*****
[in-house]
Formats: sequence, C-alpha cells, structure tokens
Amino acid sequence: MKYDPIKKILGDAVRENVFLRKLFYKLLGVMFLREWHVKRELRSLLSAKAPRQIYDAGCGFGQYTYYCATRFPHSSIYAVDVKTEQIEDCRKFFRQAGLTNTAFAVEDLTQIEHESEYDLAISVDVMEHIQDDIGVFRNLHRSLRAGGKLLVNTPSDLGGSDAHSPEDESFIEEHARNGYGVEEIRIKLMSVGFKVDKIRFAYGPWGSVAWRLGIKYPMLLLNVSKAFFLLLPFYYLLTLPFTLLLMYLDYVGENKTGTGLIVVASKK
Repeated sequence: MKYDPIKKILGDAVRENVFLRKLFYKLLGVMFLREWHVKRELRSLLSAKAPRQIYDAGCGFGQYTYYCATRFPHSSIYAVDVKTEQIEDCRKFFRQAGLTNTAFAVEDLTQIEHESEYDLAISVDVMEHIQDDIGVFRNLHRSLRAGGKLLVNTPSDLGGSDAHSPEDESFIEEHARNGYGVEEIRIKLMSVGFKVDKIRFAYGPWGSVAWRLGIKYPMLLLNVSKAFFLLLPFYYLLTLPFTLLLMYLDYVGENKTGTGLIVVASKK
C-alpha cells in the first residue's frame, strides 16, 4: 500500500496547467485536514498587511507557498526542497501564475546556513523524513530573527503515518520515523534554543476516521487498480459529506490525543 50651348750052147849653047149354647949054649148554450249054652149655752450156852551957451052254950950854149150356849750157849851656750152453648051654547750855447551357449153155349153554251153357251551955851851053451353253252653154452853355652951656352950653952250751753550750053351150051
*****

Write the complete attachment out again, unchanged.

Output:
[in-house]
Formats: sequence, C-alpha cells, structure tokens
Amino acid sequence: MKYDPIKKILGDAVRENVFLRKLFYKLLGVMFLREWHVKRELRSLLSAKAPRQIYDAGCGFGQYTYYCATRFPHSSIYAVDVKTEQIEDCRKFFRQAGLTNTAFAVEDLTQIEHESEYDLAISVDVMEHIQDDIGVFRNLHRSLRAGGKLLVNTPSDLGGSDAHSPEDESFIEEHARNGYGVEEIRIKLMSVGFKVDKIRFAYGPWGSVAWRLGIKYPMLLLNVSKAFFLLLPFYYLLTLPFTLLLMYLDYVGENKTGTGLIVVASKK
Repeated sequence: MKYDPIKKILGDAVRENVFLRKLFYKLLGVMFLREWHVKRELRSLLSAKAPRQIYDAGCGFGQYTYYCATRFPHSSIYAVDVKTEQIEDCRKFFRQAGLTNTAFAVEDLTQIEHESEYDLAISVDVMEHIQDDIGVFRNLHRSLRAGGKLLVNTPSDLGGSDAHSPEDESFIEEHARNGYGVEEIRIKLMSVGFKVDKIRFAYGPWGSVAWRLGIKYPMLLLNVSKAFFLLLPFYYLLTLPFTLLLMYLDYVGENKTGTGLIVVASKK
C-alpha cells in the first residue's frame, strides 16, 4: 500500500496547467485536514498587511507557498526542497501564475546556513523524513530573527503515518520515523534554543476516521487498480459529506490525543 50651348750052147849653047149354647949054649148554450249054652149655752450156852551957451052254950950854149150356849750157849851656750152453648051654547750855447551357449153155349153554251153357251551955851851053451353253252653154452853355652951656352950653952250751753550750053351150051